Furthermore, some herbal products can be harmful, particularly if combined with certain medications, says Toupin April. Research shows that echinacea, for example, can make methotrexate and corticosteroids less effective. Other herbs, including St. John’s Wort, garlic and Ginko biloba, may cause excessive bleeding or interact with anesthesia in children undergoing surgery, she says.

Before beginning any herbal therapy, it is important to speak with your child’s doctor to make sure there is no conflict with the medications your child is taking.

Bee venom. Although there is some evidence that venom from bee stings – or bee venom given through acupuncture – reduces inflammation in rheumatoid arthritis in adults, the practice is controversial – even for adults. Few doctors would recommend bee stings for children. They are difficult, painful and put your child at risk of a potentially fatal allergic reaction. In short, they should be avoided, says Dr. Schanberg.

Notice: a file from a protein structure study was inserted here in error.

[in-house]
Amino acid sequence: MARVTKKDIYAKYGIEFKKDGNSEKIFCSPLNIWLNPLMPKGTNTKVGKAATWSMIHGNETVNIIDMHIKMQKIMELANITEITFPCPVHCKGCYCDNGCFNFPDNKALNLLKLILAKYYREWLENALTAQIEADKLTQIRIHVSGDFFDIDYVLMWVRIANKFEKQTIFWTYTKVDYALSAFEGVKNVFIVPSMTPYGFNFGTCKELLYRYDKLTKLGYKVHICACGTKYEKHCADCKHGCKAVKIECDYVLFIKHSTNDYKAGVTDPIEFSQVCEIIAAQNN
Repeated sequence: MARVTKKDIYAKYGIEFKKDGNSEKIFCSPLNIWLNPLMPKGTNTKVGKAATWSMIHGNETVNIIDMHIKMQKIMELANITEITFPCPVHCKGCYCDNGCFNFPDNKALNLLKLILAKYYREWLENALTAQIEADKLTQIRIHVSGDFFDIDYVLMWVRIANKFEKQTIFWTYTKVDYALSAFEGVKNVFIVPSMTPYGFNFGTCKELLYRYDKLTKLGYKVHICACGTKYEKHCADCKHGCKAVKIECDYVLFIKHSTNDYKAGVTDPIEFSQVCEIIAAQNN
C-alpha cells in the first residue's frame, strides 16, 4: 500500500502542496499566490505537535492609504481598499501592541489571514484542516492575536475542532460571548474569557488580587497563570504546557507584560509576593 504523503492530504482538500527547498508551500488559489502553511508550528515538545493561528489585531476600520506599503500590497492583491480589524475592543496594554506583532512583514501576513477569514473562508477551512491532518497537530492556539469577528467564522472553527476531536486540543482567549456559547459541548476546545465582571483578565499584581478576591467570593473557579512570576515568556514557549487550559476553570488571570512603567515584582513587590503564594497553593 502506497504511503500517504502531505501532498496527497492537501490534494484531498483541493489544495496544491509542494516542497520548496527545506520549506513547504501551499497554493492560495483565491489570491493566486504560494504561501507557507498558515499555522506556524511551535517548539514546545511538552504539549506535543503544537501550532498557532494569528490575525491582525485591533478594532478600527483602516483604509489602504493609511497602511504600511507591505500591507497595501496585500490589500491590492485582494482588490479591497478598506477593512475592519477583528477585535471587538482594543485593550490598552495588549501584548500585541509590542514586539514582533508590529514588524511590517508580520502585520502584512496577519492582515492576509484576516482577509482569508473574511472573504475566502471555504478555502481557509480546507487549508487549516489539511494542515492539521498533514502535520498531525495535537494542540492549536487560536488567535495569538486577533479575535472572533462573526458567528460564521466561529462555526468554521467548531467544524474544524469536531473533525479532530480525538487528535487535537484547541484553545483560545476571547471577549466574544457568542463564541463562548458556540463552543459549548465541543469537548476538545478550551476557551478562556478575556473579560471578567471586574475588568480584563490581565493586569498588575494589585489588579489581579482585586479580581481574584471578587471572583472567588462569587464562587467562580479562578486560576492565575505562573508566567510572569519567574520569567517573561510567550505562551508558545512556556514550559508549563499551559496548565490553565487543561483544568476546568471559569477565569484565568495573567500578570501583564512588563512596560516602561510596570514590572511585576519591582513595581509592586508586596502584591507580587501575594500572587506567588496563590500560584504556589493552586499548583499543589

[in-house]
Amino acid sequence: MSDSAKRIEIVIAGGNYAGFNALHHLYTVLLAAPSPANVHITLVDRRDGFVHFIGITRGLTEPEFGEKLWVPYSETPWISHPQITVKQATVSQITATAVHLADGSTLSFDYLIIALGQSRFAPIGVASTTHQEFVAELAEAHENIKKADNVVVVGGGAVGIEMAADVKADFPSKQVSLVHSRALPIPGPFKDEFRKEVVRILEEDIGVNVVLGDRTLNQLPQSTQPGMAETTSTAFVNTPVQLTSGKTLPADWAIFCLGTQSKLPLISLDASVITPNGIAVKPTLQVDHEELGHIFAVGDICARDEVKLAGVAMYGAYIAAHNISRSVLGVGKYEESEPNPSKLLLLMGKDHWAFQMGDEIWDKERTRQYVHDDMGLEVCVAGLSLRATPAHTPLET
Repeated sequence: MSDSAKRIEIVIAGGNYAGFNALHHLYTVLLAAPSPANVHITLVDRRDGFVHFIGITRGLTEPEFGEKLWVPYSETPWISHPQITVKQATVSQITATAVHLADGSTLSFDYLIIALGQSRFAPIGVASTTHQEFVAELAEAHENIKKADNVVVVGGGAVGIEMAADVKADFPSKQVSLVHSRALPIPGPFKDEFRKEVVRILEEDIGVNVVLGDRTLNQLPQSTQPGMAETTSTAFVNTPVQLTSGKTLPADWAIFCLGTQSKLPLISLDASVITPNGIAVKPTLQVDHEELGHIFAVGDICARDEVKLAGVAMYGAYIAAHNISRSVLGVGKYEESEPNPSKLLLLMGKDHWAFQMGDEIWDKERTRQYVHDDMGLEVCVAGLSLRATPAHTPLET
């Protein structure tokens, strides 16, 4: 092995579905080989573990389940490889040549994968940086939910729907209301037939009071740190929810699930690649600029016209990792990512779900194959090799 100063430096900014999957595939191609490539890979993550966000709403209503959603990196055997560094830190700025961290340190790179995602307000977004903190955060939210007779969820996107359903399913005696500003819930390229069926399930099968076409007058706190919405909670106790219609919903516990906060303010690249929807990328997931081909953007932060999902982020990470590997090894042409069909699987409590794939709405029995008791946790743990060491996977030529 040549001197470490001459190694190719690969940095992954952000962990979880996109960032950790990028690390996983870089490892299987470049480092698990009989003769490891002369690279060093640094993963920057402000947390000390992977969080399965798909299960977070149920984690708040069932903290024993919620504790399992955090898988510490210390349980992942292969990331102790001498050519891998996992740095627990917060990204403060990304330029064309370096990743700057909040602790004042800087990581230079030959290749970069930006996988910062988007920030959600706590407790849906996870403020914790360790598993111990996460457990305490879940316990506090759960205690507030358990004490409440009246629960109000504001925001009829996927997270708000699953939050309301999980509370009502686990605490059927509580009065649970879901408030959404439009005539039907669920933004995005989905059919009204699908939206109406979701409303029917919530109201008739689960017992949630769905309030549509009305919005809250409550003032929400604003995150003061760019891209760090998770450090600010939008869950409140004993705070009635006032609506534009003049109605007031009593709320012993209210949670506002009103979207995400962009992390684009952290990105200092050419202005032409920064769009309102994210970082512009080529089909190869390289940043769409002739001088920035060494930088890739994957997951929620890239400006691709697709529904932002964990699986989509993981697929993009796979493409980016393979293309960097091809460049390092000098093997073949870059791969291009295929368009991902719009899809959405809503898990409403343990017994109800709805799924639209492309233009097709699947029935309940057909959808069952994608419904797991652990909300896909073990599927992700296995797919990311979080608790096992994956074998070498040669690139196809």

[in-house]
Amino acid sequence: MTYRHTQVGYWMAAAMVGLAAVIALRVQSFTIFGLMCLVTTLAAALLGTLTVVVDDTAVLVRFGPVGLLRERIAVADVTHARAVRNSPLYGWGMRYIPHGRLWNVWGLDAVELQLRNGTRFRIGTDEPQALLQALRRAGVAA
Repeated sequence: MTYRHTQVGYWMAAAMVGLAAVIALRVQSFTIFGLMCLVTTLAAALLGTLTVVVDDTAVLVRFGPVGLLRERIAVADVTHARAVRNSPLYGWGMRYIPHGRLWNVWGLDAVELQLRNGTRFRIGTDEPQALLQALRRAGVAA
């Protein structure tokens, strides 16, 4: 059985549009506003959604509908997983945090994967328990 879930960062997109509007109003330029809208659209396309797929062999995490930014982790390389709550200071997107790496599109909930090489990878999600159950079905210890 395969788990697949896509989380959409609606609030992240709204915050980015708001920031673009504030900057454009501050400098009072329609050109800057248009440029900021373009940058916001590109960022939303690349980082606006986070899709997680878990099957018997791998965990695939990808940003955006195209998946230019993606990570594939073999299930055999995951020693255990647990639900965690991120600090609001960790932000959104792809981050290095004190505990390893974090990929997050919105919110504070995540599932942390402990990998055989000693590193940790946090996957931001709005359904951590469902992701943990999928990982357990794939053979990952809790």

Glucosamine and chondroitin. These popular supplements that are used by some adults for osteoarthritis have not been tested for children with JIA, “I don't think there is sufficient evidence to warrant the use of glucosamine or chondroitin,” says Toupin April.

Dr. Schanberg sometimes recommends these supplements for children with longstanding JIA that has caused secondary degenerative arthritis.

But for children with active JIA, the best advice, of course, is to take the prescribed medications to prevent destructive arthritis in the first place, says Dr. Beukelman.